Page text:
Autumn is the time when you will need to lift out your most fragile plants such as Dahlias or Begonias and place them into storage in a cool and dry place. Use sand or compost to keep them healthy and ensure that you replant them when spring arrives the coming year. Ensure they are fully covered with just the crowns visible to keep them healthy and happy.

7. Take care of your gardening tools

take care of gardening tools

Autumn is a great time of the year to ensure your gardening equipment is well maintained and in good working order. If you need to purchase replacement tools, check out your local garden hardware store to see if they have anything new and exciting in stock. Oil and clean any motorised equipment you might have, and get yourself ready for the busier months to come!

If you feel that gardening in Autumn is a little too much to handle all by yourself, why not hire a garden waste removal company that allows you to clear out your garden of foliage, branches, cut grass and soil and create for yourself a fresh and bright new garden. Simply have the skip bin delivered at a time of your choosing, fill it up and call for removal for a weekends work, your garden can get a full makeover.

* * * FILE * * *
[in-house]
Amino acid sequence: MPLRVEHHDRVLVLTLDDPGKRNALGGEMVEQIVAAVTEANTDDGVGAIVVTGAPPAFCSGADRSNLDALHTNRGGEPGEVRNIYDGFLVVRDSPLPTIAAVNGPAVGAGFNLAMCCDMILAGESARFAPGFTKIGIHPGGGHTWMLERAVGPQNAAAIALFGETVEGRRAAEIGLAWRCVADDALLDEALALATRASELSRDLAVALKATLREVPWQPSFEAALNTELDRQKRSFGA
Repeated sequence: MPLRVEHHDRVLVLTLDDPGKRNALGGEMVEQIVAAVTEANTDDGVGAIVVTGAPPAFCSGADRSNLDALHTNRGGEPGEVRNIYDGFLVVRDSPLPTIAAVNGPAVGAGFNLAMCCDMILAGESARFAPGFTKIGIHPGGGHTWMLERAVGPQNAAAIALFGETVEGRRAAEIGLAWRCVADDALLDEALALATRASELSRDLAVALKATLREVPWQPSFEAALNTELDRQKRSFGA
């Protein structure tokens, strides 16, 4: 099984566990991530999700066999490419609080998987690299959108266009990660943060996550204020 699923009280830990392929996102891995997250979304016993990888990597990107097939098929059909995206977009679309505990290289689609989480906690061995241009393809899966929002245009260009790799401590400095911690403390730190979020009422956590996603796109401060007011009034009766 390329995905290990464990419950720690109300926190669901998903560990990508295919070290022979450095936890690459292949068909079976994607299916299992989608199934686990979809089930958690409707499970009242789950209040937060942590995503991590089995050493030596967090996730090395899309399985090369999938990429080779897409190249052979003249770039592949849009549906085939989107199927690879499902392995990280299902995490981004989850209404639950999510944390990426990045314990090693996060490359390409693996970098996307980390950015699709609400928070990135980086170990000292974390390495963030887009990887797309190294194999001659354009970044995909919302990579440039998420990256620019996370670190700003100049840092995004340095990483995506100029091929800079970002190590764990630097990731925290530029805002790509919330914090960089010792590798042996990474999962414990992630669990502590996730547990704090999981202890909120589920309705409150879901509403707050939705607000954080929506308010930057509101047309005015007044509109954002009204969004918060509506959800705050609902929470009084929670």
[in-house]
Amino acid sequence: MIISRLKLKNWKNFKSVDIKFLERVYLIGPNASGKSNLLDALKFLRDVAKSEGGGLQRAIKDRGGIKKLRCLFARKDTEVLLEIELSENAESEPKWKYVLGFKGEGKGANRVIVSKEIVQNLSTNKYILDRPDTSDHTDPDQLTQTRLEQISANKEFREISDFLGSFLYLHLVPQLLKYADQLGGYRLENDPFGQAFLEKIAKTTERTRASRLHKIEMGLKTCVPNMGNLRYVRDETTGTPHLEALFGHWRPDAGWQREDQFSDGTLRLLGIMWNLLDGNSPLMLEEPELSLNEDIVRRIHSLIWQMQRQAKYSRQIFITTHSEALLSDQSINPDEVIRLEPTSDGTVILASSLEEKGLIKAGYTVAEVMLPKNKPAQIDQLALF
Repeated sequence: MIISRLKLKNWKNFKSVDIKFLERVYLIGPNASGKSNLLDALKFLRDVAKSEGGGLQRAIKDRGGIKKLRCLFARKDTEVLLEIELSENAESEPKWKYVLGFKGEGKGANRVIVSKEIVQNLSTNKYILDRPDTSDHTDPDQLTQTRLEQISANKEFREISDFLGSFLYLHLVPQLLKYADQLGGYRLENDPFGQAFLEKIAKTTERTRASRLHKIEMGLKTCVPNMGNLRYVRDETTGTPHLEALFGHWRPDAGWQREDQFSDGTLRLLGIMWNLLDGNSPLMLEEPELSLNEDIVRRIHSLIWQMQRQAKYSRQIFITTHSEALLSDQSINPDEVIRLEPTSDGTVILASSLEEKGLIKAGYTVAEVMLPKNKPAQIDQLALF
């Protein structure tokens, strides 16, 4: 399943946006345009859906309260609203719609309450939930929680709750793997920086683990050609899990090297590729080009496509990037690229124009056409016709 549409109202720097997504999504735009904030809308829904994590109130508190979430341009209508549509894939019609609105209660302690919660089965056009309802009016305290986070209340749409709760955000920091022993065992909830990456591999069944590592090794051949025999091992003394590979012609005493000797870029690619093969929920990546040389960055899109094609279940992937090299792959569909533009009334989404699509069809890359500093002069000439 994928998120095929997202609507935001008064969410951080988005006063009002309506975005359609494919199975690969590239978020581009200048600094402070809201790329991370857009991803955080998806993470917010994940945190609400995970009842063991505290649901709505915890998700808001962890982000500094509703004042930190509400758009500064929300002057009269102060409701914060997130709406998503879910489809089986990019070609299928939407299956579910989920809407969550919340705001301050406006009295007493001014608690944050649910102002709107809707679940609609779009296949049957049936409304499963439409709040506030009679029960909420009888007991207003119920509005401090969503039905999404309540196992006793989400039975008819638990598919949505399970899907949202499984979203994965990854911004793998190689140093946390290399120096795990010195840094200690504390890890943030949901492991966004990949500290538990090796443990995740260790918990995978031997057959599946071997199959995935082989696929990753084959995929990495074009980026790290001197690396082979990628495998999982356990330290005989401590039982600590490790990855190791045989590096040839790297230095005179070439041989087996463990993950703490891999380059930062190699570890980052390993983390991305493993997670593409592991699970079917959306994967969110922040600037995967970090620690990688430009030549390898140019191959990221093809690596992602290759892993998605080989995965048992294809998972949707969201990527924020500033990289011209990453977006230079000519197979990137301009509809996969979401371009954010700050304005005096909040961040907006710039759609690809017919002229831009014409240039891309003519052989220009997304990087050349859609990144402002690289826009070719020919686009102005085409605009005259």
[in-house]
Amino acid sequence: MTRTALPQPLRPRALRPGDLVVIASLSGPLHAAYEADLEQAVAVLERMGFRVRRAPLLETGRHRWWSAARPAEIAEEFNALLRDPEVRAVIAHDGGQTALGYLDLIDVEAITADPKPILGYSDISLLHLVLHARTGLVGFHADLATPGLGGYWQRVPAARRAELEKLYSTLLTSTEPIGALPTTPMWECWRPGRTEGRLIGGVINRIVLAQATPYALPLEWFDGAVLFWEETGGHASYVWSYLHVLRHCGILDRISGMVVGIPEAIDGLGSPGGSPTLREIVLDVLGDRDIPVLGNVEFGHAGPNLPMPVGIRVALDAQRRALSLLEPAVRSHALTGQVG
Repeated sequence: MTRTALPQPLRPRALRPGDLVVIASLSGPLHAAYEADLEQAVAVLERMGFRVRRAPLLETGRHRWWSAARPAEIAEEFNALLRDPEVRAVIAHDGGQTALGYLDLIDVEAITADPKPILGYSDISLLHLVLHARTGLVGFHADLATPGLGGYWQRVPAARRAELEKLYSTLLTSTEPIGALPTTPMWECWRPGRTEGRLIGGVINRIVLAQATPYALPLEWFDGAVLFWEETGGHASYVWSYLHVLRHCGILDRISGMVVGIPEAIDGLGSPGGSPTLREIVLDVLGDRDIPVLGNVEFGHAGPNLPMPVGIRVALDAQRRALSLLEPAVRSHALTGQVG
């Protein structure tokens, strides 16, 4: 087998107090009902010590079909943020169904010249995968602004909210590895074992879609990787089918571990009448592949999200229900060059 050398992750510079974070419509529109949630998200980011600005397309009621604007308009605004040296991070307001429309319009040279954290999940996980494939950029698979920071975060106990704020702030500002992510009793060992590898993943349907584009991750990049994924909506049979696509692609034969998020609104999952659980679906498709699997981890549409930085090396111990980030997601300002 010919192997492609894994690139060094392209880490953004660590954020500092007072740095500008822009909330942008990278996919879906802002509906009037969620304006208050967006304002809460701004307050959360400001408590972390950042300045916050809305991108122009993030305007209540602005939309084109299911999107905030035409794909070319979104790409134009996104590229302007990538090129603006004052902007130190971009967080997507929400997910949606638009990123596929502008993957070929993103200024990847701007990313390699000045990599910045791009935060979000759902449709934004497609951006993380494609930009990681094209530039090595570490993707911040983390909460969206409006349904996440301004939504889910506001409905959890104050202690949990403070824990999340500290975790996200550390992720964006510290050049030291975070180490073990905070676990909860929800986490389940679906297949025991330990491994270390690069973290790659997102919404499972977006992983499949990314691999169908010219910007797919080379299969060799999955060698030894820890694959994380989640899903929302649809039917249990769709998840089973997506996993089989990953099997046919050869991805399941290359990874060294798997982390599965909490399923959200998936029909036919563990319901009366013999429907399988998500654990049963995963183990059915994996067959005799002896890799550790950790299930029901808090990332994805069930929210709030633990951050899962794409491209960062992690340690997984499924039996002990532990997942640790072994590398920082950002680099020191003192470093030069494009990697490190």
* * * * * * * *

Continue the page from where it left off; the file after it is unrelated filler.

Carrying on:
04/27/16

The Bully of All Toads

Currently in Madagascar there is a bully. But, this is not your typical bully. This bully is the Asian toad, also known as Duttaphrynus melanostictus. The toads are threatening rare wildlife and frightening locals.

Madagascar provides a niche-like haven for these primarily lowland dwelling toads. Photo © Arthur Chapman Courtesy of Amphibians.org - Amphibian Survival Alliance.

Madagascar provides a niche-like haven for these primarily lowland dwelling toads. Photo © Arthur Chapman Courtesy of Amphibians.org – Amphibian Survival Alliance.